Posts Tagged “Richie Kotzen”

Some of rock’s biggest names have joined together in an auction to benefit famed music producer George Tutko (OZZY OSBOURNE, KISS, LITA FORD, PAT BENATAR, JOURNEY, ROD STEWART), who was recently diagnosed with cancer. This is a once-in-a-lifetime opportunity to own a piece of rock ‘n’ roll history, and all proceeds will go to the George Tutko cancer fund to aid with his medical bills.

Up for auction is a Schecter Diamond Series guitar signed by:

* Vince Neil (MÖTLEY CRÜE)
* Bruce Kulick (KISS, GRAND FUNK RAILROAD)
* Vivian Campbell (DEF LEPPARD, WHITESNAKE, DIO)
* Rick Springfield
* Doug Aldrich (WHITESNAKE)
* Richie Kotzen (POISON, MR. BIG, THE WINERY DOGS)
* Micky Dolenz (THE MONKEES)
* Uli Jon Roth (SCORPIONS)
* Albert Lee (legendary blues guitarist)
* Kerry King (SLAYER)
* Carlos Cavazo (RATT, QUIET RIOT)
* GREAT WHITE (Mark Kendall, Audie Desbrow, Michael Lardie, Scotty Snyder, Terry Ilous)
* QUEENSRŸCHE (Eddie Jackson, Scott Rockenfield, Michael Wilton, Parker Lundgren, Todd La Torre)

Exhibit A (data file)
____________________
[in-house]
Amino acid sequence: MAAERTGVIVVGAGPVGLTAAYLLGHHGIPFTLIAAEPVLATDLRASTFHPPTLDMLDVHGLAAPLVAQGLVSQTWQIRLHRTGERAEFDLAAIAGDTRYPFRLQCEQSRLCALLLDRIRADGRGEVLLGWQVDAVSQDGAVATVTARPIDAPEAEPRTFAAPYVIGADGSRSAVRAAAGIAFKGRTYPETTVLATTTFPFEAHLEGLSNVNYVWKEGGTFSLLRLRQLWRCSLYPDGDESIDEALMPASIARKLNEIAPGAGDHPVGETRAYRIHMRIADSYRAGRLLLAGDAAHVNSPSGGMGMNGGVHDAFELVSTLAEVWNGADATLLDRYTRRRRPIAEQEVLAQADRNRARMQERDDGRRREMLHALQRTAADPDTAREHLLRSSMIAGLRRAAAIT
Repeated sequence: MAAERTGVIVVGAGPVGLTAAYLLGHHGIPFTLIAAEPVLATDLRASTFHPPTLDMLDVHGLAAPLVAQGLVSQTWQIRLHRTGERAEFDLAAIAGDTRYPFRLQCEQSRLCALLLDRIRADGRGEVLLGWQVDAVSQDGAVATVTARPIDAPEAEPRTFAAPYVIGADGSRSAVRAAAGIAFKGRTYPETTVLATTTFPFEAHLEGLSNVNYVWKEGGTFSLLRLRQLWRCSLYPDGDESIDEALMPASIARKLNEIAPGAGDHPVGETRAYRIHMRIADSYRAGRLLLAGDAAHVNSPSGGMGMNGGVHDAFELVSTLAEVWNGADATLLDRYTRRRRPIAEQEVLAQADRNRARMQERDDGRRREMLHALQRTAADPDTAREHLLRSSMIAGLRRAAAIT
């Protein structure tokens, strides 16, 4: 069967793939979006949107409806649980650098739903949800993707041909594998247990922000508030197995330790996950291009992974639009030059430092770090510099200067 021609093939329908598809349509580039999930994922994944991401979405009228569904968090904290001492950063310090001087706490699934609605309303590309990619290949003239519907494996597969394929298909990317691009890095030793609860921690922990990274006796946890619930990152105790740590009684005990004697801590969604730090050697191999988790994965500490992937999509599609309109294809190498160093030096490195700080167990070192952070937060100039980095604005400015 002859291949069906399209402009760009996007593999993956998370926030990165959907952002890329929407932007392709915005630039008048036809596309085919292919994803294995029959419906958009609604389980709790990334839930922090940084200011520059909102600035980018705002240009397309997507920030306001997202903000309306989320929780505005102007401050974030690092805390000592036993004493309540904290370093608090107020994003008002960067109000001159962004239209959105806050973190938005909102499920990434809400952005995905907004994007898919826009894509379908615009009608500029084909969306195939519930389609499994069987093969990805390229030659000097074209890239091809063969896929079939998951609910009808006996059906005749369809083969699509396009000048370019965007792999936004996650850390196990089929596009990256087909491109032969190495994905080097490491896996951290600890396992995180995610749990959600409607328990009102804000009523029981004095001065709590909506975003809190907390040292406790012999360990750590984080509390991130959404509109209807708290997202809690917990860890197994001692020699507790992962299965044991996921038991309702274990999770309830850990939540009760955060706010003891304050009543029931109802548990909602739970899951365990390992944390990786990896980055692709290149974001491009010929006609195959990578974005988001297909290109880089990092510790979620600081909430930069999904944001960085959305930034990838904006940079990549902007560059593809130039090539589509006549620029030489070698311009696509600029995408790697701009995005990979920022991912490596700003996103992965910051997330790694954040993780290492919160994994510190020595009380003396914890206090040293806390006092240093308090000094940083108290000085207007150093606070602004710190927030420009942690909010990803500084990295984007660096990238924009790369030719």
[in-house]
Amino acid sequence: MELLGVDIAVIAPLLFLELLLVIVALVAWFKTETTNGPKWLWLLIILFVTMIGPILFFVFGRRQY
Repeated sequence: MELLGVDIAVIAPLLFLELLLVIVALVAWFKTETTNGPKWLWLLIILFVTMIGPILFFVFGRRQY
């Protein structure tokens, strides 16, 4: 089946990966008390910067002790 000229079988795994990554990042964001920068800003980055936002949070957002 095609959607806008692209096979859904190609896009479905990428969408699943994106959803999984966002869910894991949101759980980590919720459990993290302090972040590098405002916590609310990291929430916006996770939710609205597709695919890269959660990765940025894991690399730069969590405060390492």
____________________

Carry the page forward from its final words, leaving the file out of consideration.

To bid, please go to this location.

Even if you can’t bid, you can still make a difference in someone’s life by sharing this post or making a donation of any size at YouCaring.com.

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Dee Haley of BackstageAxxess.com recently conducted an interview with guitarist/vocalist Richie Kotzen (MR. BIG, POISON) about THE WINERY DOGS, his new power trio with drummer Mike Portnoy (DREAM THEATER, AVENGED SEVENFOLD, ADRENALINE MOB) and legendary bassist Billy Sheehan (MR. BIG, TALAS, DAVID LEE ROTH). A couple of excerpts from the chat follow below.

BackstageAxxess.com: The three of you as musicians don’t seem to have boundaries when it comes to your playing styles; you really seem to work well together. The first song, “Elevate”, does seem to have a MR. BIG-ish sound and you have worked with Billy Sheehan before. How did the dynamics of THE WINERY DOGS differ from, say, MR. BIG or the other bands that you have been in?